Ireland votes to remove blasphemy from the Constitution.
All 40 consituencies have voted yes by approximately 65% to 35% to remove the word “blasphemous” from article 40.6.1 of the Constitution
The Constitution does not itself define blasphemy. The legal definition of blasphemy is contained in the Defamation Act 2009.
That Act says that a person publishes or utters something blasphemous if they—
- publish or say something that is grossly abusive or insulting in relation to matters held sacred by any religion, thereby causing outrage among a substantial number of the adherents of that religion, and—
- intend to cause that outrage.
Under the 2009 Act, where a person is accused of the criminal offence of publishing or saying something blasphemous, it is a defence if they can prove that a reasonable person would find genuine literary, artistic, political, scientific or academic value in what they published or said.
If convicted of this offence, a person may be fined up to €25,000. There is no prison sentence for this offence.
What will change following the outcome of the Referendum
Article 40.6.1 of the Constitution says:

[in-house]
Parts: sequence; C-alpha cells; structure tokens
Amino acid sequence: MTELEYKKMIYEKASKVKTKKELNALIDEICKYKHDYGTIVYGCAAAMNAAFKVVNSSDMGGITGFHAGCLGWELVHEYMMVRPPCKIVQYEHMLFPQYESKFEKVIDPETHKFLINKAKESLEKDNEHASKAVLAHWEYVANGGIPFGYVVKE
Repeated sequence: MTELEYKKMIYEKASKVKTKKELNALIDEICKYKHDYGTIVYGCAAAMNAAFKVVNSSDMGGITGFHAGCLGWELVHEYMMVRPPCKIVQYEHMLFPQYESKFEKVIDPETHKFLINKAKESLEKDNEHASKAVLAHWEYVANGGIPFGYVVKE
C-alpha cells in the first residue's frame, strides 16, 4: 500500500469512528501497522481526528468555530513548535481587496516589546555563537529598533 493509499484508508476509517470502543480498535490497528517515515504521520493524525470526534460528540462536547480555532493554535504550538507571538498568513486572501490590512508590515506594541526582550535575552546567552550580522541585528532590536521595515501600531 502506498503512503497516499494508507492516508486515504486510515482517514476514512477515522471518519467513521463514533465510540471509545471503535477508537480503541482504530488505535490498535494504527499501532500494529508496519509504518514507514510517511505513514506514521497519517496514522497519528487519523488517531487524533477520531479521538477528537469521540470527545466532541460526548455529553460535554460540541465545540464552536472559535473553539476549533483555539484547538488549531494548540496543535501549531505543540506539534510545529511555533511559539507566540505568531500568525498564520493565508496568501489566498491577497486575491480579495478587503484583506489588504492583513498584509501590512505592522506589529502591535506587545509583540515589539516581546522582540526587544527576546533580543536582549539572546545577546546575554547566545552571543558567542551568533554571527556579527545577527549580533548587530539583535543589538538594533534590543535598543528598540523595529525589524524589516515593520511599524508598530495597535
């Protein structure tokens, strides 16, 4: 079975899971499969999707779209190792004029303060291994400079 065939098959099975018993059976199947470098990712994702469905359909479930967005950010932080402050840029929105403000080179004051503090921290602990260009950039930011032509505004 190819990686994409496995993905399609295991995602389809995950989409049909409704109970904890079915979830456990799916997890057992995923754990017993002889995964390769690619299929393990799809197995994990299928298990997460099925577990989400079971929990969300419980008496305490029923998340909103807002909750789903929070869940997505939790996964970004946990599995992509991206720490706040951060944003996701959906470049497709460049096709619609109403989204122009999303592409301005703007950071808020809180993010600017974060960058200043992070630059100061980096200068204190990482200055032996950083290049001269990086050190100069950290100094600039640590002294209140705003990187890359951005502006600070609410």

The State guarantees liberty for the exercise of the following rights, subject to public order and morality:–
The right of the citizens to express freely their convictions and opinions.
The education of public opinion being, however, a matter of such grave import to the common good, the State shall endeavour to ensure that organs of public opinion, such as the radio, the press, the cinema, while preserving their rightful liberty of expression, including criticism of Government policy, shall not be used to undermine public order or morality or the authority of the State.
The publication or utterance of blasphemous, seditious, or indecent matter is an offence which shall be punishable in accordance with law
Following the outcome of the Referendum, the word blasphemous will now be removed.